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By Steven Spencer
The Jerseyville Police Department’s T.E.E.N.S. program is hosting their first Annual Pickleball Tournament next month, Sept. 24 and 25, at the Lions Club Park Courts.
The goal of the T.E.E.N.S. program, which stands for teaching, empowering, encouraging and navigating situations, is to help educate students throughout Jersey CUSD 100 on multiple subjects including drug abuse, bullying, and internet safety.
The outreach program is led by School Resource Officer Seth Tefertiller who is using a modern approach to promote a stronger relationship between the youth in the community and the police department.
“We do an eight-week program that covers a range of topics including citizenship, how to deal with emotions, conflict resolution, tobacco products, drugs and alcohol, all of those types of things,” Tefertiller said.
Through activities like a leprechaun investigation with elementary school kids, Officer Tefertiller is trying to help the kids understand what goes into making a police report and become more comfortable interacting with police officers.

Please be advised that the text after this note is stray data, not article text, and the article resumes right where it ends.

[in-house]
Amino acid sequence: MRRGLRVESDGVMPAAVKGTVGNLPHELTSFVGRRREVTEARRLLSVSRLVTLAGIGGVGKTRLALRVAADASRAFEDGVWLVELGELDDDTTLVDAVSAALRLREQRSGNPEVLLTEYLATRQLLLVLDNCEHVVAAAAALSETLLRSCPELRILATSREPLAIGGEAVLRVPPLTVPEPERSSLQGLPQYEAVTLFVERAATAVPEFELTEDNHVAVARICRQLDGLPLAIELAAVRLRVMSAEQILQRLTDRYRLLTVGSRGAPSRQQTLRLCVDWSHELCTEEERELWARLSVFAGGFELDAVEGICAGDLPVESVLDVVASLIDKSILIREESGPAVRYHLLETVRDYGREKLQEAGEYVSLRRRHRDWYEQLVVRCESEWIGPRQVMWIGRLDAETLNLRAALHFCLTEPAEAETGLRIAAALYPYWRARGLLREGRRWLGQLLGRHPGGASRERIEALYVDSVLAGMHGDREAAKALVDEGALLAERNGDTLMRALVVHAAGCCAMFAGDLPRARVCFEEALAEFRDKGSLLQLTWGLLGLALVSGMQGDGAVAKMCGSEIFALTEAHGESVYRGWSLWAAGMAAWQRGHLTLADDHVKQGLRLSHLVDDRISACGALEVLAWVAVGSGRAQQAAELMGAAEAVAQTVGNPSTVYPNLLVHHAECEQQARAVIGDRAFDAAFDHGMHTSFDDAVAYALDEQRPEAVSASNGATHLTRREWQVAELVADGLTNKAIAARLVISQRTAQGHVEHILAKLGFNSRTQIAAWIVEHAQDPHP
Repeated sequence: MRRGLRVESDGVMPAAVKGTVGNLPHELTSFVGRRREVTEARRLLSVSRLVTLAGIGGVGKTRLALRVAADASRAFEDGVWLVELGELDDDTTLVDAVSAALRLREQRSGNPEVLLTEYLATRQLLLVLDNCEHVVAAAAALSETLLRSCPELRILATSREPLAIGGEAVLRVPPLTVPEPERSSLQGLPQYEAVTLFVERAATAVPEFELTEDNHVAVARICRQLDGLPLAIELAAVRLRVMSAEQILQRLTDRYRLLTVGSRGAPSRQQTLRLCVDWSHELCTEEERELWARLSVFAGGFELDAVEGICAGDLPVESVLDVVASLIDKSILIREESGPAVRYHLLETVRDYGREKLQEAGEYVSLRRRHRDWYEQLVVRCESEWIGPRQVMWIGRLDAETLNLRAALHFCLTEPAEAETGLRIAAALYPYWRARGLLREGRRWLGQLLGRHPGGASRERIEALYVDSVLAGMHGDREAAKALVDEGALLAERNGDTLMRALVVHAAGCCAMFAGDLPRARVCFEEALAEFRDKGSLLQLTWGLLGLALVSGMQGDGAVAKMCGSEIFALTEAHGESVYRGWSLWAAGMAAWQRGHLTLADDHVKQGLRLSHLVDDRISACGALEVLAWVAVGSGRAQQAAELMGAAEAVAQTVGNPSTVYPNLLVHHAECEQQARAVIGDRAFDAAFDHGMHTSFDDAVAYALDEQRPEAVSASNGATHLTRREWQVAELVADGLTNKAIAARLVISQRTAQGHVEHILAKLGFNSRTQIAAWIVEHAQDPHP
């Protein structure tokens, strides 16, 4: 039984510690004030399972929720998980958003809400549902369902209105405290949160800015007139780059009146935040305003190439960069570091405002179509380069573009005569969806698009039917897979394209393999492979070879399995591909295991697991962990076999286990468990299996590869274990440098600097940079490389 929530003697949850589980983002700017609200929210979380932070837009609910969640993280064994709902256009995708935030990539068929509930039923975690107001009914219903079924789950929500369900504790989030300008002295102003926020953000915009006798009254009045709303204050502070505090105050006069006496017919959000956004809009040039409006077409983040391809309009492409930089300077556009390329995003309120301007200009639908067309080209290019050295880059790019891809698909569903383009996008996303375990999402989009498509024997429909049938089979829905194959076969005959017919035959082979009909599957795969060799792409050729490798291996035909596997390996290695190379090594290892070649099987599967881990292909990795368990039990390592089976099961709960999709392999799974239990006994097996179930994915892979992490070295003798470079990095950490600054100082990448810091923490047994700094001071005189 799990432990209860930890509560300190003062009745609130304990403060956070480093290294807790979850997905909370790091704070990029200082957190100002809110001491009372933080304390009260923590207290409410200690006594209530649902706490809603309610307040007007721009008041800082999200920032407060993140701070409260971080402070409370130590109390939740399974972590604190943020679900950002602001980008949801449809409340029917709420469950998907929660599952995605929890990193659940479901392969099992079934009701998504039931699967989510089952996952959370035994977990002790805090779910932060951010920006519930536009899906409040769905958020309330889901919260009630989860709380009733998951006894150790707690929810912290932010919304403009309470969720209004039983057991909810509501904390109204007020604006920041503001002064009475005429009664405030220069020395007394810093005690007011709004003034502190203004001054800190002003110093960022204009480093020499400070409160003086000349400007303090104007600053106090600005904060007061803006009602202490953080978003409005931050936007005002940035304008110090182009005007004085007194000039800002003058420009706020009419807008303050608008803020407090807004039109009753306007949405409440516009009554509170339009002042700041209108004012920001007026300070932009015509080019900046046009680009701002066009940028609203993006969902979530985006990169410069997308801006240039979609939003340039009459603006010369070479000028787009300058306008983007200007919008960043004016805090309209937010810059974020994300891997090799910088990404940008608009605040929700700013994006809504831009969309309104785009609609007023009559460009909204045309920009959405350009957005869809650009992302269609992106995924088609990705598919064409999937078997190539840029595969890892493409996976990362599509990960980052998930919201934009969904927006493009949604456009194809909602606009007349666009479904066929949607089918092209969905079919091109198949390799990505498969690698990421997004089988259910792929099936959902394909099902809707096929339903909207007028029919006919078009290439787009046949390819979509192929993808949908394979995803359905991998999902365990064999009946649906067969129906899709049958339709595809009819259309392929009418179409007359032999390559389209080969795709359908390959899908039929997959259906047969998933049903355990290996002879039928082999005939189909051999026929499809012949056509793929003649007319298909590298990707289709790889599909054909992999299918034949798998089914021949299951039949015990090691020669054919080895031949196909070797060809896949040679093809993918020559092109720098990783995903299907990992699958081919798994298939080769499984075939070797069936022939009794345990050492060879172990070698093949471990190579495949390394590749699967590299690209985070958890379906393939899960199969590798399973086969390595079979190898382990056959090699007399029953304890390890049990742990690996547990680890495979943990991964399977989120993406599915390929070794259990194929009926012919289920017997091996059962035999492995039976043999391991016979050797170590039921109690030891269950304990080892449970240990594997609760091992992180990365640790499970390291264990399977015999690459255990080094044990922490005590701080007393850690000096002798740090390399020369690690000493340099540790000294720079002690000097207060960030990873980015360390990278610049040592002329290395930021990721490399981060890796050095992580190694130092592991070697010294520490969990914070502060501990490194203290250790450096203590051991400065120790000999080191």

“We’re interacting with the kids in a positive manner, so they can see a police officer in a more human light,” Tefertiller said.
Tefertiller said a lot of younger kids have negative beliefs about officers because they’ve only interacted with them in bad ways, but the positive interaction in the classroom can completely flip their idea of what a police officer is.
“Sometimes there are things said that make kids feel less comfortable with officers,” he said. “But when they see who we really are and we have these positive interactions it can be huge. Sometimes these kids don’t have a whole bunch of people who are rooting for them. These positive interactions can be the thing that really helps them. Getting to know these kids on a more personal level by interacting with them almost every day, it helps to build those positive relationships that everybody needs.”
The positive interactions can help with more than just the kids’ opinions of officers. By building a more personal relationship with the kids, Officer Tefertiller said he’s able to offer them support when something is wrong.
“Since I get to know these kids on a more personal level there’s been a couple of times when I’ve identified that there was something that wasn’t right,” he said. “That could have been a big deal if something wasn’t addressed.”
Officer Tefertiller said they’re trying to build on the successes from last year and continue expanding the program. Events like the pickleball tournament will help the department continue to improve the T.E.E.N.S. program and contribute to scholarships.
Sign-up sheets for the pickleball tournament are available at the Jerseyville Police Department and online through the @jpdteens page on Facebook.